ulrike serak, 6. dan aikikai tokyo, shihan    max eriksson ohlwein, 6. dan aikikai tokyo

Experiences on the path of Zen

What does Zen mean?

The Chinese character for Zen consists of two parts: “simple” and “show”. A first approximation to the practice of Zen is thus “show simplicity”. Zen is not to be understood through thinking, since it is not a philosophy or an ideology, but a practice – without any thought of utility or success. To show simplicity: sitting on a pillow or bench, counting the breath, following the breath with mindfulness, or simply leaving everything as it is the practice of Zen. Do not add anything to the doing, or “Zen Mind” because there is no such thing.

My beginning at the Hosshinji monastery

30 years ago, I first came into contact with Zen, thru a Sesshin held by the respected Zen Master Harada Sekkei Roshi from Japan. But I continued meditating on Vipassana retreats, without having the feeling to have really made a beginning. This beginning happened only 10 years later when I visited the Japanese Hosshinji monastery for the first and stayed for two months. Here Harada Roshi has been an abode and Zen master for more than 50 years. Since then I continued to go there about 10 times and have been able to participate in the life of the nuns and monks, spent a lot of time on my pillow, worked a lot, and went to the monastery in the morning from 5:00 am.

Forget about Zen

At the end of our stay, Harada Sekkei Roshi gave us “Westerners” the advice to forget about Zen. After returning home, we should devote ourselves entirely to our respective tasks and fully absorb them. Also, he advised us to keep a small period of time for Za Zen every day, preferably at the same time, to devote ourselves to the ZaZen, depending on the possibility between 20 and 40 minutes.

Zen does not need rituals

For many years, I have always dived into the monastic life and have appreciated the strict routines of everyday life where everything becomes Zen practice, whether it is eating, sitting, resting, talking, or sutras reciting during the devotions. That is why I believe that monastic life or monastic rituals should not be imported into our everyday life. Zen is already present in our culture and habits of our normal life circumstances. Neither monasteries nor monastic rituals need to practice Zen in our environment and everyday life. Nevertheless, I am aware that it is precisely what attracts many people, this certain exoticism and the associated feeling something very special to do. All you need is a quiet place where you can sit undisturbed. A seat pad and a meditation cushion or bench, or a chair, are enough to practice Zen. Also, a group of like-minded people who want to go the same way and someone who is familiar with the way and who can be asked for the Dharma to avoid a completely wrong direction can be helpful.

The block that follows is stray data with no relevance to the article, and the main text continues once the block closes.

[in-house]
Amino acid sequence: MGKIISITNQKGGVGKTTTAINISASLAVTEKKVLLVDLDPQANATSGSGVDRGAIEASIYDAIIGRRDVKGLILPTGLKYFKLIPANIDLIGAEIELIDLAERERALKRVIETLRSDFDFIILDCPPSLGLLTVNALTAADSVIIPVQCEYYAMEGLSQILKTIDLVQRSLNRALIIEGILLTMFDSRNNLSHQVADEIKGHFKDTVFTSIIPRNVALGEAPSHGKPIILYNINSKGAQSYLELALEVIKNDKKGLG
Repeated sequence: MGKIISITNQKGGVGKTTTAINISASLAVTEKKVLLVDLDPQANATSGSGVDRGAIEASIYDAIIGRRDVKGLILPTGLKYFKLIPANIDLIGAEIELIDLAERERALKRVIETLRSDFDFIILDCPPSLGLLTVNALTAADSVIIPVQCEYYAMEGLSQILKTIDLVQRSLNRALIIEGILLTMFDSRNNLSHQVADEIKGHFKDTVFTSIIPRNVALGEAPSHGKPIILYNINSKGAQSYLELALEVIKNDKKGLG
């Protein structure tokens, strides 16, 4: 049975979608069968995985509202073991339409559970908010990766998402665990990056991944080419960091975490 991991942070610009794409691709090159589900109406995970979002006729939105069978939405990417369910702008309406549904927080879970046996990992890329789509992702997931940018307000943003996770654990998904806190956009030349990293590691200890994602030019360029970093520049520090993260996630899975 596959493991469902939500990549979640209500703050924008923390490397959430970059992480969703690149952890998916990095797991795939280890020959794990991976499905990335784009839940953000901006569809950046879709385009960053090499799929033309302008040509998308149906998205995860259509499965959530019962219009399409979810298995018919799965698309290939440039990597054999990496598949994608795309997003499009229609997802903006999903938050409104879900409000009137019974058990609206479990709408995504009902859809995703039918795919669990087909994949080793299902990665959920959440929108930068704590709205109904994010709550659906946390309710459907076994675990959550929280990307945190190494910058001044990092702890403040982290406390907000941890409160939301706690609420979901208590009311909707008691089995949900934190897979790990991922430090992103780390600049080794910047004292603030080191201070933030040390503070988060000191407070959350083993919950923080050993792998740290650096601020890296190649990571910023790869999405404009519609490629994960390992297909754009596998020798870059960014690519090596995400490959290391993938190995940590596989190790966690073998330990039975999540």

Za Zen pracice in the Dojo

Following the breath (Zuisokkan) or just sitting (Shikantaza), are the usual methods in Soto Zen. To become one with the exercise, this is Zen practice. General, useful hints are given at the beginning of the sitting period, if necessary. Group discussions will be announced and can be used by everyone. For a personal talk, concerning the Zen practice, I’m also available.

It is possible to participate only in the first period. If you come for the first time, please call or send an email in advance.

Pictures from the Zen monastery Hosshinji in Obama Japan